By Claire West

The region’s weather ravaged road network is where most small business owners would like to see more investment, a survey of firms in Greater Manchester and North Cheshire has revealed.

The Federation of Small Businesses quizzed members in the region to see in what key areas SMEs would like to see more money spent by whoever forms the next government. In total, 37% of respondents chose ‘repairing the region’s roads’. A further 31% selected ‘major transport infrastructure’; and 24% for ‘developing the quality of apprenticeships’. Just 8% voted for ‘improving broadband speeds’.

In total, 68% of local FSB members thought that the region’s road network had not been maintained to an acceptable standard over the last three years. And when asked whether they thought better roads and pavements would help improve trade, 28% indicated ‘yes’, 26% said ‘no’, and 46% were ‘unsure’.

FSB Regional Chair for Greater Manchester & North Cheshire, Simon Edmondson, said: “This won’t come as a surprise to anyone familiar with the sorry state of roads right across this region. From built up urban areas to rural lanes, many are now in a dreadful state following the harsh winter weather and a sustained period of neglect by local authorities.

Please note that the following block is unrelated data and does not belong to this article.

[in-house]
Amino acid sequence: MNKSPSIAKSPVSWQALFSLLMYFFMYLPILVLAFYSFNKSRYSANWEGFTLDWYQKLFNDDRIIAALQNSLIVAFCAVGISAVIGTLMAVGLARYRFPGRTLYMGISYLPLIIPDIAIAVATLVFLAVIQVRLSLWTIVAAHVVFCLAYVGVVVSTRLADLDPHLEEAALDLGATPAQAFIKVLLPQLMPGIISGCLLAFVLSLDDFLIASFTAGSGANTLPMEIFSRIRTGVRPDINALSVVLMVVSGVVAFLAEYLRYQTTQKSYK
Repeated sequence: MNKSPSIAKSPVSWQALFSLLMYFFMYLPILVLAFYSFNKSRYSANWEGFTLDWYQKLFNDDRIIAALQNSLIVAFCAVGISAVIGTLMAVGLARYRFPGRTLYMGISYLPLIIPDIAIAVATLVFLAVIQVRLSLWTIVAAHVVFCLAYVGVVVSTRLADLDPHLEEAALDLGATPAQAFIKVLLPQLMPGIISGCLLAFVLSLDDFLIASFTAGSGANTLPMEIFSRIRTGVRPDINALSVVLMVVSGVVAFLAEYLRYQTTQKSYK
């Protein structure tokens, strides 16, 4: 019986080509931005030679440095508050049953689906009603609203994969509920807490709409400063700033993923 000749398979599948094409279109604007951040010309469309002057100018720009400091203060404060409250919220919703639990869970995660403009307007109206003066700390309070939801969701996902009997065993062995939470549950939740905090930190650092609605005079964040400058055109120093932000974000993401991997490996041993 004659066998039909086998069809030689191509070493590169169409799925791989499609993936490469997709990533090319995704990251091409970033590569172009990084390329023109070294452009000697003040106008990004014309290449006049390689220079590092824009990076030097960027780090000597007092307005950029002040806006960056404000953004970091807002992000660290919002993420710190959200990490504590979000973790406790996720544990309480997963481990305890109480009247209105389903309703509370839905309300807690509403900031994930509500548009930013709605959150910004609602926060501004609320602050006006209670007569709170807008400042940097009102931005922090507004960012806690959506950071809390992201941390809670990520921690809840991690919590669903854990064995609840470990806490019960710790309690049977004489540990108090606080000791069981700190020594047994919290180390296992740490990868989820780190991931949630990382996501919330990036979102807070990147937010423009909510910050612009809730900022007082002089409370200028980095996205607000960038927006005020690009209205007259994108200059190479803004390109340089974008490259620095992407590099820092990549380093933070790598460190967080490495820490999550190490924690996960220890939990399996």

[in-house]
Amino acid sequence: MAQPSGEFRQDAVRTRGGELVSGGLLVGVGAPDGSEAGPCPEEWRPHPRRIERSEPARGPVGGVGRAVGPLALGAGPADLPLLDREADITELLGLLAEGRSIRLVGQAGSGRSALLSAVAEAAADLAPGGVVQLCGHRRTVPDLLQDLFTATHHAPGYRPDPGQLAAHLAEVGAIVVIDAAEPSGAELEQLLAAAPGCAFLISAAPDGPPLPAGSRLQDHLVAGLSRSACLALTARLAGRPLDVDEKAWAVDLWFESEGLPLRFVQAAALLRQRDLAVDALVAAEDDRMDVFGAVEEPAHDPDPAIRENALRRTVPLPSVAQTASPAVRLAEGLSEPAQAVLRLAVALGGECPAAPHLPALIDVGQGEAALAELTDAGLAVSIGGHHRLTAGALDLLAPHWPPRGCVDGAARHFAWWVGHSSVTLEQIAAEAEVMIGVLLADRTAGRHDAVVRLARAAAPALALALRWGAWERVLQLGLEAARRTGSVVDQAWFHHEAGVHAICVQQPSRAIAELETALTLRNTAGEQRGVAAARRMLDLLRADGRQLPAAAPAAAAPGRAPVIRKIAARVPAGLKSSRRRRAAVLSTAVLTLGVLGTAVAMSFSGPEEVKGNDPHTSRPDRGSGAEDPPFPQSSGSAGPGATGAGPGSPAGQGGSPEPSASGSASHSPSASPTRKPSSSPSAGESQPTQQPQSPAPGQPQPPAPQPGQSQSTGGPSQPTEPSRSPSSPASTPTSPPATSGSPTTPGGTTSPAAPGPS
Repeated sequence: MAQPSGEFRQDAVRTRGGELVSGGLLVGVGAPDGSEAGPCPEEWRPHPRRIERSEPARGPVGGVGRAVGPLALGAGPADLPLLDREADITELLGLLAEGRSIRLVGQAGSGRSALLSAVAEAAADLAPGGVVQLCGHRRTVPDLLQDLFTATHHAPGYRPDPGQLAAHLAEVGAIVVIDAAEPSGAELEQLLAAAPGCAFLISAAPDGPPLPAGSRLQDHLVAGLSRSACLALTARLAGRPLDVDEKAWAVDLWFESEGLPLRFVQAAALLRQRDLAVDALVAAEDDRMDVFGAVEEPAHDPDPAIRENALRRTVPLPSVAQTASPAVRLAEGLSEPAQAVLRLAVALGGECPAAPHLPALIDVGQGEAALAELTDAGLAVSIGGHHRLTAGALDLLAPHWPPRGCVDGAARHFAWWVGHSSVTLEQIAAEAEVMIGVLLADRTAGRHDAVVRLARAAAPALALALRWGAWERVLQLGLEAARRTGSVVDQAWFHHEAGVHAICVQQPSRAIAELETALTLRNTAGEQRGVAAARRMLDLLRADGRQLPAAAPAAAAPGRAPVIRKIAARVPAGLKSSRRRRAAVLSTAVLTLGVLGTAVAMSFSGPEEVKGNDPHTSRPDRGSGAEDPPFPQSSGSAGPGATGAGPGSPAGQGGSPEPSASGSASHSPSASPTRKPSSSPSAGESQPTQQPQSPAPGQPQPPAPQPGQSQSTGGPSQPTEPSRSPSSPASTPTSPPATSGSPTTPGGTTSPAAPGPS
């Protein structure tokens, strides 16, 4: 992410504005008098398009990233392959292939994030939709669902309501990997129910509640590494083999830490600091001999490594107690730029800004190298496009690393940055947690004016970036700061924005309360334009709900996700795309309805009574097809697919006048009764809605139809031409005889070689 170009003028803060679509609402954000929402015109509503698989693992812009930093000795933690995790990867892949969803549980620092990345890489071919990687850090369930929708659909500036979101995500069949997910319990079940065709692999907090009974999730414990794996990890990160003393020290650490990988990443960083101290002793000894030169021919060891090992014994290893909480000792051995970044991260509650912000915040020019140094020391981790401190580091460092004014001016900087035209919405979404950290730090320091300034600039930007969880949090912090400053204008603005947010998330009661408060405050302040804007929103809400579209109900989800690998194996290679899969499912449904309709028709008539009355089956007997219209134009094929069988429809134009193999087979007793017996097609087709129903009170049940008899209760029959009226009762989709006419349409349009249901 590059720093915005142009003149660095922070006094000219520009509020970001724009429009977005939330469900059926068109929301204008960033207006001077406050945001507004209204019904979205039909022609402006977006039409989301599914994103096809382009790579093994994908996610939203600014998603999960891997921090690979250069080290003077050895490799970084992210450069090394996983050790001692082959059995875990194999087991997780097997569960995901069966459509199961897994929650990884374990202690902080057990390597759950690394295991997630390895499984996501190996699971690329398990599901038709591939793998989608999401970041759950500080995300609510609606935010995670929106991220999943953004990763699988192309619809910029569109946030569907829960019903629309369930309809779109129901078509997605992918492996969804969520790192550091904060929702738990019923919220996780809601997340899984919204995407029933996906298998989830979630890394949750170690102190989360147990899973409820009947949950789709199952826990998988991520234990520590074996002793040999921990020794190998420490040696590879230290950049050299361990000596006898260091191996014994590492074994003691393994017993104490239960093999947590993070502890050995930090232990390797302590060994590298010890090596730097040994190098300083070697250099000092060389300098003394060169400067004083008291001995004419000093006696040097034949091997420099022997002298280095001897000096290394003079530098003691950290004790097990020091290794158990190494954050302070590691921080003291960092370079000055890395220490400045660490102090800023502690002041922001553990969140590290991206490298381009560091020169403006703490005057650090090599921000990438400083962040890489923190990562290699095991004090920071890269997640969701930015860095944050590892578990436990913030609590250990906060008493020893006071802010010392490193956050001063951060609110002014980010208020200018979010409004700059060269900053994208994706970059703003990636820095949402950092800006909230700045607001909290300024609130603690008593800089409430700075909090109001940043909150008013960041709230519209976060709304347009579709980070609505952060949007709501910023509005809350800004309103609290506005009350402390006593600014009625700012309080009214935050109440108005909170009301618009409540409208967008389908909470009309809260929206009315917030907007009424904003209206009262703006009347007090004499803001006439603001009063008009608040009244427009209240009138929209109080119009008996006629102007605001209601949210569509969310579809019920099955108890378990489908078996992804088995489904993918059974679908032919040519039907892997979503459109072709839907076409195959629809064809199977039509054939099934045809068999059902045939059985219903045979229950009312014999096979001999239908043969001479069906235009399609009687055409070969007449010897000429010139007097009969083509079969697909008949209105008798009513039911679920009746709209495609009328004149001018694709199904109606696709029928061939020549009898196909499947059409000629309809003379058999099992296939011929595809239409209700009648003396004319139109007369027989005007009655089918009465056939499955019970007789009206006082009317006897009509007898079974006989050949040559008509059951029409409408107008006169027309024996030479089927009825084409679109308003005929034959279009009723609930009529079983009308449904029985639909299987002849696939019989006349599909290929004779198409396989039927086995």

“Our members rely on roads not just to trade, but for staff to get in to work, for goods to be delivered, and for customers to visit and spend. Why is it then that so many of these key trade routes have been allowed to fall in to such disrepair?

“We know small firms hang much of their business operations on the road network, more so than rail in most cases, yet we have a road network that is almost third world in some areas, something of a national embarrassment, and quite possibly a hindrance to business. It’s actually quite a depressing state of affairs.”

He added: “Our research shows town hall chiefs and candidates standing for election in both local and national elections come May where they should be concentrating resources. For far too long the road infrastructure has been sorely neglected, and we are fast approaching the point where repair bills will be unmanageable.”